EGFR can be activated by bacterial infection, EGFR ligands, exposure to cigarette smoke and other sources of ROS, leading to increased mucin production via Ras/Raf-1/MEK/ERK-mediated activation of the Sp1 transcription factor, which can be suppressed at least partially in the presence of EGFR inhibitors (Sydlik et al., 2006; Casalino-Matsuda et al., 2006; Takeyama et al., 2008; Perrais et al., 2002; Hewson et al., 2004; Wu et al., 2007; Barbier et al., 2012; Lee et al., 2011).

Biological Plausibility
Addresses the biological rationale for a connection between KEupstream and KEdownstream.  This field can also incorporate additional mechanistic details that help inform the relationship between KEs, this is useful when it is not practical/pragmatic to represent these details as separate KEs due to the difficulty or relative infrequency with which it is likely to be measured.   More help

Numerous studies on different mammalian model systems conclusively demonstrate the positive role of EGFR activation in increased mucin expression. EGFR signalling upregulates the expression of mucin genes, such as MUC2 and MUC5AC, through activation of SP1 transcription factor (Y.C. Lee et al. 2011; Perrais et al. 2002). In addition, hypoxia inducible factor 1 subunit alpha (HIF1A) was also shown to be implicated in MUC5AC expression downstream of EGFR pathway (Yu, Li, et al. 2012). In one study, EGFR was shown to promote mucus production through antagonism with Claudin1 (Jia et al. 2021). Abundant evidence in studies from many laboratories suggests highly biologically plausible causal relationship between EGFR activation and increased mucin production.

Uncertainties and Inconsistencies
Addresses inconsistencies or uncertainties in the relationship including the identification of experimental details that may explain apparent deviations from the expected patterns of concordance. More help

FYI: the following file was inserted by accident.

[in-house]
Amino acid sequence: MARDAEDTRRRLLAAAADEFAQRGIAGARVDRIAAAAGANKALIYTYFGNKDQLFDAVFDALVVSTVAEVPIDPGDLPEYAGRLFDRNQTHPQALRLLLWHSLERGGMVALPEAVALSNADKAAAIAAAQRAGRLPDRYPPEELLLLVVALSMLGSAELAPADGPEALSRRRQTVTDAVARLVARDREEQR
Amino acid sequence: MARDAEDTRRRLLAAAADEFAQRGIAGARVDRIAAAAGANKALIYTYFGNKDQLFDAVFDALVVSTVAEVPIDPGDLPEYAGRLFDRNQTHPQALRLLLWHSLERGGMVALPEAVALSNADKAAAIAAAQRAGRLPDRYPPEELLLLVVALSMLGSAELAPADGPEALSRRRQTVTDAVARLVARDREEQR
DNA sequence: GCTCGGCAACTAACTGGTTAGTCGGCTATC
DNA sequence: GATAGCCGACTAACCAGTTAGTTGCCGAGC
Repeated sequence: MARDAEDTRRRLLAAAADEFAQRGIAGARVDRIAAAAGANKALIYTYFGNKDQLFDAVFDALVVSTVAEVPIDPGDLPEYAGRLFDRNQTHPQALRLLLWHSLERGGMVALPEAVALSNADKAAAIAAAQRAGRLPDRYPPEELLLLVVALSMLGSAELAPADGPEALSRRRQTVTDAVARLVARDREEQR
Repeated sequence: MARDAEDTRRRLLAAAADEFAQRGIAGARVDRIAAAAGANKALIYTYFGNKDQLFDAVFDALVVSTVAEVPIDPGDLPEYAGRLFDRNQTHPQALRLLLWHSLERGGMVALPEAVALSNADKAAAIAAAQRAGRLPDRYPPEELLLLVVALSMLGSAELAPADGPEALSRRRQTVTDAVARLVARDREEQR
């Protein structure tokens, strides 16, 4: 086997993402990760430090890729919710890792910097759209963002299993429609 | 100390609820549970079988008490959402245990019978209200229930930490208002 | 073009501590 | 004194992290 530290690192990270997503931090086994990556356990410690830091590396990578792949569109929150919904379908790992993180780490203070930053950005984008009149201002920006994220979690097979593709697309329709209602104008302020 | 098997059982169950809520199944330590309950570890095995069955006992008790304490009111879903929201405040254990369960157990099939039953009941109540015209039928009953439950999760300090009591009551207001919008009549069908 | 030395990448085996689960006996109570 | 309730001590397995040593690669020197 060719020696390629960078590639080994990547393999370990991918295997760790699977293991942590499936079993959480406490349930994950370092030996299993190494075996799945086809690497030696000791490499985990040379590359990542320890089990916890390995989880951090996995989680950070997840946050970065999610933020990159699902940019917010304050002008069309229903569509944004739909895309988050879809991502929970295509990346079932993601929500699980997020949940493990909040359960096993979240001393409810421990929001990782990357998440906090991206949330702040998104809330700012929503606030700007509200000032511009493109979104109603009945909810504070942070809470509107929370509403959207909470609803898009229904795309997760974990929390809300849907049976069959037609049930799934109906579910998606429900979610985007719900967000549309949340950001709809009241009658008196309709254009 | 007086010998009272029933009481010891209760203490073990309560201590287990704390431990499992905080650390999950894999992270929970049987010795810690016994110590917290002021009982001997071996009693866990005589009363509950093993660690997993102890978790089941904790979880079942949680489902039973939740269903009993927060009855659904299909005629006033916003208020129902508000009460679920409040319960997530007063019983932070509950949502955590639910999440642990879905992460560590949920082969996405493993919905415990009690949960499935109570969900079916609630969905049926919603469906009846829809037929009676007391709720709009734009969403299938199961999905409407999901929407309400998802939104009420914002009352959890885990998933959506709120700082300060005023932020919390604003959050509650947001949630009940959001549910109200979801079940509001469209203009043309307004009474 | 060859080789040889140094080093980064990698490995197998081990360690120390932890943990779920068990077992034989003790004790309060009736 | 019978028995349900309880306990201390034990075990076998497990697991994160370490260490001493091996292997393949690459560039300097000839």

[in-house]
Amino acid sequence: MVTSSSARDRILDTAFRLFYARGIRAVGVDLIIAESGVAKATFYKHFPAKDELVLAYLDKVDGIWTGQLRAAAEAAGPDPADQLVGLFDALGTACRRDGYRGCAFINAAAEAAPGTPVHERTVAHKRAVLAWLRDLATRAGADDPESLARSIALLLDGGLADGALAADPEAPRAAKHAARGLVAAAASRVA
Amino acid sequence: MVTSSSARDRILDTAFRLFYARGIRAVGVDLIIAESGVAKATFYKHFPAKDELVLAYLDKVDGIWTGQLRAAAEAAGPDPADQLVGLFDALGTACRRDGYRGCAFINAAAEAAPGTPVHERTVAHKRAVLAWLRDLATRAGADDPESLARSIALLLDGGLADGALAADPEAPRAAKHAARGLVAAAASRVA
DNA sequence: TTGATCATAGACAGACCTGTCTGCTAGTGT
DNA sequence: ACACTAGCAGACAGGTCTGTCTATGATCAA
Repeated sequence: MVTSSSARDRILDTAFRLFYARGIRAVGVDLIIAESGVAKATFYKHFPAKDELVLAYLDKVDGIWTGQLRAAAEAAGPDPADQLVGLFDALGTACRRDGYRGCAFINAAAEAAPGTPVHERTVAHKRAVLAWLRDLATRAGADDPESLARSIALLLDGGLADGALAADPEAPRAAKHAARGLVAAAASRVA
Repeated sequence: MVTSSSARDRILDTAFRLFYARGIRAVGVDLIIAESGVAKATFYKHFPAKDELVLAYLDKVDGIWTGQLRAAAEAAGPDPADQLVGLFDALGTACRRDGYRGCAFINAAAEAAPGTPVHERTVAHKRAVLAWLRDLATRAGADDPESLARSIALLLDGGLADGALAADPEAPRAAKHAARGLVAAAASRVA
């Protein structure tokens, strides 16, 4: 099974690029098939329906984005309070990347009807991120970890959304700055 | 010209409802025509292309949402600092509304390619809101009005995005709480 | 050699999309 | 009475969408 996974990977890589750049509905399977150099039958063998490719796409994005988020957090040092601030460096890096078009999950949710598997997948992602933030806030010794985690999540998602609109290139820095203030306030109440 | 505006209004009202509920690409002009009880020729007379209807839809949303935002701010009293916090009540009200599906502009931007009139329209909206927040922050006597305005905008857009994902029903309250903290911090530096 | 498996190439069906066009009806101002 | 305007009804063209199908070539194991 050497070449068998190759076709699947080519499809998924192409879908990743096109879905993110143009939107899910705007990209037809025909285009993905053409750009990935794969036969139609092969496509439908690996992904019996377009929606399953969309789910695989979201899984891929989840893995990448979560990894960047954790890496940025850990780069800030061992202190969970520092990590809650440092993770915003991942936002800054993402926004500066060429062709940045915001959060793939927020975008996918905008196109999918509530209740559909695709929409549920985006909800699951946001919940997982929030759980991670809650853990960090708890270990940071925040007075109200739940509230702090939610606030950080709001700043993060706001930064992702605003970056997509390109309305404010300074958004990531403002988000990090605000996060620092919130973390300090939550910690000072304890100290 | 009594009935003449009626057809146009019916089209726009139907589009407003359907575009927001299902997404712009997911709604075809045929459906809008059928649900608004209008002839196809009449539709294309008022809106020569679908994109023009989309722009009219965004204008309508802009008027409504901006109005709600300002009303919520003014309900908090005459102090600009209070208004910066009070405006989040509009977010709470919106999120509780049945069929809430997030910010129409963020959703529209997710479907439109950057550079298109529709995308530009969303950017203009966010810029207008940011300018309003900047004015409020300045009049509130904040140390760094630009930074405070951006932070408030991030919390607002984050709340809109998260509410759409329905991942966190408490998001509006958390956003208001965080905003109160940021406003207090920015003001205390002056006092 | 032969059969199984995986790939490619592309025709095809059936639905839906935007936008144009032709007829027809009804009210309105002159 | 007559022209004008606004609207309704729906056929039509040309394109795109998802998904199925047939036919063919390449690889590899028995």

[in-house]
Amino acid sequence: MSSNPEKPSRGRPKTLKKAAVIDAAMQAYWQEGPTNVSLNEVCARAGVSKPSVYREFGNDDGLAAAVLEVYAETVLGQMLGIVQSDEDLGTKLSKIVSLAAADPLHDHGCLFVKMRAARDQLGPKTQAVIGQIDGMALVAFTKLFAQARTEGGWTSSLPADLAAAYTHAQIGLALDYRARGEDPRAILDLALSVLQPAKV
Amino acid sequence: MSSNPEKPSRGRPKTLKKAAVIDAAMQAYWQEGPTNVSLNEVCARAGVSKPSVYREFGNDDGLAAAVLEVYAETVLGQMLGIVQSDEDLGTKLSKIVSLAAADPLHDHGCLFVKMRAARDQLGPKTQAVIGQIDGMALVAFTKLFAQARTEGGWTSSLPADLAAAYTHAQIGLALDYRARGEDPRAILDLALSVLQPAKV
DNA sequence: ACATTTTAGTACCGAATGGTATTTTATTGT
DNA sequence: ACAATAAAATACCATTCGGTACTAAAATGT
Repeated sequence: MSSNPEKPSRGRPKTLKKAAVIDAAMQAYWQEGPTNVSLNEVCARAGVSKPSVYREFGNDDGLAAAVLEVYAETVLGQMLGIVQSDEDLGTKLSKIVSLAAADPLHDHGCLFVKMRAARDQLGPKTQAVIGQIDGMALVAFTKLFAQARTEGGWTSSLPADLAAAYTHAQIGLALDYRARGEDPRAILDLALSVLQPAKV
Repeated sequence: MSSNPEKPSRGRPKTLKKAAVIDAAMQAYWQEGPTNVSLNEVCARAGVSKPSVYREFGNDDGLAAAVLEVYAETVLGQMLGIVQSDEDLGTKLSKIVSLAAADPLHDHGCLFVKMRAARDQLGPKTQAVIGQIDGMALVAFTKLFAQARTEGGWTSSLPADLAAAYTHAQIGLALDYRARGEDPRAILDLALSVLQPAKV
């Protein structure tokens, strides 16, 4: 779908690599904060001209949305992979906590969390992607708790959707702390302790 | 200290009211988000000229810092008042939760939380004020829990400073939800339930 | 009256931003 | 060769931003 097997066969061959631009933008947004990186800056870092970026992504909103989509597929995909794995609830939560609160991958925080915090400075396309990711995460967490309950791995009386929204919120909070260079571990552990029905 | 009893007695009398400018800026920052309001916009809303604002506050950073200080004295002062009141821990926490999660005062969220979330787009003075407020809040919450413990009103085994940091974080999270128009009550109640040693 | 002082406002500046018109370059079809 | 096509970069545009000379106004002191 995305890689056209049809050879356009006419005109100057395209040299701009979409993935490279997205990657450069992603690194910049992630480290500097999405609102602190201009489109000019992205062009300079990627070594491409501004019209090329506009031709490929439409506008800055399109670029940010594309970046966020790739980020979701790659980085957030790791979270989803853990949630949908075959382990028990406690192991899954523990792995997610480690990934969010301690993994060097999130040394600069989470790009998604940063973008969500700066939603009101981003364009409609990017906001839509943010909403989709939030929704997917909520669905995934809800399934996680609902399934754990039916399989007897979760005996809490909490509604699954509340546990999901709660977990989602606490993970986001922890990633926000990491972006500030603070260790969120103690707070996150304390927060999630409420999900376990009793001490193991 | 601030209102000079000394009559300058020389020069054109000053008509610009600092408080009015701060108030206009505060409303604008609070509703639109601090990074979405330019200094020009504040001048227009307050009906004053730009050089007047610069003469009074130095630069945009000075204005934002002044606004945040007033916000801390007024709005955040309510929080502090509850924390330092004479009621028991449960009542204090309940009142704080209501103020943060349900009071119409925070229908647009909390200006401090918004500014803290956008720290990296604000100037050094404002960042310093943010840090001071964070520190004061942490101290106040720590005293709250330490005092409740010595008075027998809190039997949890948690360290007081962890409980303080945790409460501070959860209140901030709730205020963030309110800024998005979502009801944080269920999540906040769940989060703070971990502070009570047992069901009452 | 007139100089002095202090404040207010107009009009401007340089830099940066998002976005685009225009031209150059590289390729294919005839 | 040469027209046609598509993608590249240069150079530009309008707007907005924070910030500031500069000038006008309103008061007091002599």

A study carried out in three airway epithelial cell systems (normal human bronchial epithelial primary culture, immortalized normal bronchial epithelial cell line HBE1, and human lung adenocarcinoma cell line A549) showed increased MUC5AC and MUC5B expression via SP1-mediated mechanism whereby MUC5AC expression was diminished by EGFR inhibition, but MUC5B expression was not sensitive to EGFR inhibition (Yuan-Chen Wu et al. 2007).

Known modulating factors

This table captures specific information on the MF, its properties, how it affects the KER and respective references.1.) What is the modulating factor? Name the factor for which solid evidence exists that it influences this KER. Examples: age, sex, genotype, diet 2.) Details of this modulating factor. Specify which features of this MF are relevant for this KER. Examples: a specific age range or a specific biological age (defined by...); a specific gene mutation or variant, a specific nutrient (deficit or surplus); a sex-specific homone; a certain threshold value (e.g. serum levels of a chemical above...) 3.) Description of how this modulating factor affects this KER. Describe the provable modification of the KER (also quantitatively, if known). Examples: increase or decrease of the magnitude of effect (by a factor of...); change of the time-course of the effect (onset delay by...); alteration of the probability of the effect; increase or decrease of the sensitivity of the downstream effect (by a factor of...) 4.) Provision of supporting scientific evidence for an effect of this MF on this KER. Give a list of references.  More help